August 31, 2011 Practice Points

Easing the Changeover from Solo Practice to Small-Firm Operation

By Bobbie K. Ross

The transition from solo practitioner to head honcho at a small law firm can be a tough one, but in his article, Small Law: How to Transition from Sole Practitioner to Small Law Firm Without Growing Pains, former solo-turned-small-firm principal Joshua Stein shares some tips that will help ease the way.

Among the lessons learned by Stein and shared with others is the idea that working "amidst chaos" is a bad idea—even if it's "organized chaos." To help keep things in order, Stein suggests using an online document management system and sticking with a consistent method for the naming of documents and versions of documents.

Stein also offers other helpful suggestions for those thinking of turning their solo practice into a small firm, such as creating and maintaining an office procedures manual, having extra supplies (including printers and monitors) on hand at all times, and buying items that are used on a regular basis (such as paper and printer cartridges) in bulk. In addition, Stein proposes that lawyers forgo secretarial support "if they are comfortable and facile with computers" and hire "recent college graduates who got high grades from great schools." He also states that small firms should make sure the associates they hire are computer savvy as well.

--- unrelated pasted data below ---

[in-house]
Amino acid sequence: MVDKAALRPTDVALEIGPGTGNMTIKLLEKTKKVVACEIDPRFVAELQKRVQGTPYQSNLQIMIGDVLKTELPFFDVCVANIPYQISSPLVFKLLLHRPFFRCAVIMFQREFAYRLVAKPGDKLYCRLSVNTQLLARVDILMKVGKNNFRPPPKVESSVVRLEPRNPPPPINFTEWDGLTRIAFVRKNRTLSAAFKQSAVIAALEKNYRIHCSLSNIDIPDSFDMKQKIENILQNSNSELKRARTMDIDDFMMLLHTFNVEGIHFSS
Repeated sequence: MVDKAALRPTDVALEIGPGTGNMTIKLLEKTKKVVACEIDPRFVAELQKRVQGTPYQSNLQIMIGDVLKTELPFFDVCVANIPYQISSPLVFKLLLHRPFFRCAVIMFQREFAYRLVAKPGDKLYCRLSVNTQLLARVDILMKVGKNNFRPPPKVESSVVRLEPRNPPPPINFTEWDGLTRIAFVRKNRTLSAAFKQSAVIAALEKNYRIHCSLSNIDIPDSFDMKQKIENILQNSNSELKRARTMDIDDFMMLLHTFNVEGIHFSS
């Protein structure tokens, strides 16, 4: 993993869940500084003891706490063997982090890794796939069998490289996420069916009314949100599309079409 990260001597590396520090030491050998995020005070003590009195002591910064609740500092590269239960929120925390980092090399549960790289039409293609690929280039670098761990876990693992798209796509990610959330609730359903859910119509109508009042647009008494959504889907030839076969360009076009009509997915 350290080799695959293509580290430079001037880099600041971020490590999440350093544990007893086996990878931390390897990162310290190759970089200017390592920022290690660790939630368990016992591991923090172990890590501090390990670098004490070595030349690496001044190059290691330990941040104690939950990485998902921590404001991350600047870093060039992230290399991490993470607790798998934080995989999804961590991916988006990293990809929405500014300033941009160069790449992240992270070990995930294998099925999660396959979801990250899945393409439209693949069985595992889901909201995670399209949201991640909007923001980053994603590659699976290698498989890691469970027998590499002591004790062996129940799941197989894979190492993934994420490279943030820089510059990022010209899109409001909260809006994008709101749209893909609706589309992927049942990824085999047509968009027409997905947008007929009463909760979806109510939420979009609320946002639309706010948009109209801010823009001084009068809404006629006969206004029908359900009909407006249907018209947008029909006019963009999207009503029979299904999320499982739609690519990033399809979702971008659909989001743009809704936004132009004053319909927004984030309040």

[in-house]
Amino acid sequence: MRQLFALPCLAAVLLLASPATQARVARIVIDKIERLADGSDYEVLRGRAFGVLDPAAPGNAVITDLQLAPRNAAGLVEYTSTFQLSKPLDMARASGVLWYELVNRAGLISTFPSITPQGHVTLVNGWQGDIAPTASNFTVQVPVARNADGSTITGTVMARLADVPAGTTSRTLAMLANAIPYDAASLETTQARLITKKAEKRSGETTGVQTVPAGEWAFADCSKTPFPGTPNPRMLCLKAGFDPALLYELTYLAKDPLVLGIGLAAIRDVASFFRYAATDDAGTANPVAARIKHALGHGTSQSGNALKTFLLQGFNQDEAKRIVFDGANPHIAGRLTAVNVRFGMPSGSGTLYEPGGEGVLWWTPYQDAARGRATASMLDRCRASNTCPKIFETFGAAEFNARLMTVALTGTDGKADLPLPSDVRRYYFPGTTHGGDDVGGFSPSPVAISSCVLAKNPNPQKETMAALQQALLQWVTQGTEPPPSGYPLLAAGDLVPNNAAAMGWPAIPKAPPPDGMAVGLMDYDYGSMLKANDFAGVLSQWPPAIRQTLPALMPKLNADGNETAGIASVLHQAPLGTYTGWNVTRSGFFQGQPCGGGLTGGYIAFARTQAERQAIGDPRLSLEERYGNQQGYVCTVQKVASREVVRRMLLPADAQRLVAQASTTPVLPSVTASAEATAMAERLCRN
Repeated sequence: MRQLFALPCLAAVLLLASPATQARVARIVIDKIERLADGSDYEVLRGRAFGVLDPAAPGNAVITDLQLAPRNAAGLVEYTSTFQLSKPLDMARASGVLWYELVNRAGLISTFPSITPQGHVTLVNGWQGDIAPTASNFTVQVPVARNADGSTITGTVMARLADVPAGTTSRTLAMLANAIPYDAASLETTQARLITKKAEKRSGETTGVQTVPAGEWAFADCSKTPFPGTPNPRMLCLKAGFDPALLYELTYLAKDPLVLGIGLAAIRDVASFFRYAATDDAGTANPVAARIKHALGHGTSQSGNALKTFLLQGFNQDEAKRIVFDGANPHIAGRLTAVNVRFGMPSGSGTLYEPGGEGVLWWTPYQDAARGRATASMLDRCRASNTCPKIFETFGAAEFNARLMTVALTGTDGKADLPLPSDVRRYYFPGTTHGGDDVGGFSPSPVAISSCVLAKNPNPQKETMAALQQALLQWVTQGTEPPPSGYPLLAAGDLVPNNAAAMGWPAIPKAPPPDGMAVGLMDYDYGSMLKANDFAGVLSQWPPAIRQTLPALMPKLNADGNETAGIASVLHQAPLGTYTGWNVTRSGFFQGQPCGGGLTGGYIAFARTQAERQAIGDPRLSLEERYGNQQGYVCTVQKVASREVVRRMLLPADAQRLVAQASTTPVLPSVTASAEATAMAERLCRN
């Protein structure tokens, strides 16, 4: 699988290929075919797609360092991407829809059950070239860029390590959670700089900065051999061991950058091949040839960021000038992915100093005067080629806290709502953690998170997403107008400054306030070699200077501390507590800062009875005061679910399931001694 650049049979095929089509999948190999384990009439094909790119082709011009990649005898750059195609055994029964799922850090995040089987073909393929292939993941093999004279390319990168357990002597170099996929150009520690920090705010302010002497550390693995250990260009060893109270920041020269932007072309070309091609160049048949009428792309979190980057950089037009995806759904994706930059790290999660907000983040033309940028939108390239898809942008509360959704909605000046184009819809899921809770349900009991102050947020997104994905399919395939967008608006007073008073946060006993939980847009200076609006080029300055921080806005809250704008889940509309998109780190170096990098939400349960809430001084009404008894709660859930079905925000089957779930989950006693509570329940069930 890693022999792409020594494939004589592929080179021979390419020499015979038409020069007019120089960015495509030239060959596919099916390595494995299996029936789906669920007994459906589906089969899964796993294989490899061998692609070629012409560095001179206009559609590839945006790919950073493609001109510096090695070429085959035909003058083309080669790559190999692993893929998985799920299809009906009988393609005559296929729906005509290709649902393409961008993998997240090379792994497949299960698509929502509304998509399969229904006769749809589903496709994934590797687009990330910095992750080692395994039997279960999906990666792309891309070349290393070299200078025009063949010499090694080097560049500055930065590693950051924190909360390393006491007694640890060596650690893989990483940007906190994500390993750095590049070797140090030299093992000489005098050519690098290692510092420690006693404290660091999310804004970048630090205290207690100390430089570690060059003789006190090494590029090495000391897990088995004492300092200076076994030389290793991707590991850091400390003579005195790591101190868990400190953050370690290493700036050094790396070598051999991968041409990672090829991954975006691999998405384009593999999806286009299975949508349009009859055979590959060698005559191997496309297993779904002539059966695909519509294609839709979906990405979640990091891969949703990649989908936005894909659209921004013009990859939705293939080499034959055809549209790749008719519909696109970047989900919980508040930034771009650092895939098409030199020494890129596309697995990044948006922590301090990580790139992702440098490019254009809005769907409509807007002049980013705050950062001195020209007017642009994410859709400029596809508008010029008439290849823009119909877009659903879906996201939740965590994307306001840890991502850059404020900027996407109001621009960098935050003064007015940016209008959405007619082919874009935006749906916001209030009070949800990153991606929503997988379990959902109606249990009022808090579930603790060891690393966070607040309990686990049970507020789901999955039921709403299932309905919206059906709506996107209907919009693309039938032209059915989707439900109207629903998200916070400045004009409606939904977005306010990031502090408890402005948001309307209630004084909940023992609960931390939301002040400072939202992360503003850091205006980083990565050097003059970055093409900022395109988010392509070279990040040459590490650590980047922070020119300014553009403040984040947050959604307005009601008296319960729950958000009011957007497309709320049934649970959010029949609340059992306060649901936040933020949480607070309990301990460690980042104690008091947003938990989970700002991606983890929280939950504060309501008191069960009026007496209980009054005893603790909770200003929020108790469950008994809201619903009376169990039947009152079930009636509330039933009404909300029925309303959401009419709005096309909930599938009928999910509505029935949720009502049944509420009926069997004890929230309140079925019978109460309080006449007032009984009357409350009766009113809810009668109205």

The full article, which contains more of Stein's tips on moving from solo practice to operating a small firm, including his warnings concerning possible hiccups with payroll taxes and the use of independent contractors, can be found on the TechnoLawyer blog.

Bobbie K. Ross, Michel & Associates, P.C., Long Beach, CA


Copyright © 2016, American Bar Association. All rights reserved. This information or any portion thereof may not be copied or disseminated in any form or by any means or downloaded or stored in an electronic database or retrieval system without the express written consent of the American Bar Association. The views expressed in this article are those of the author(s) and do not necessarily reflect the positions or policies of the American Bar Association, the Section of Litigation, this committee, or the employer(s) of the author(s).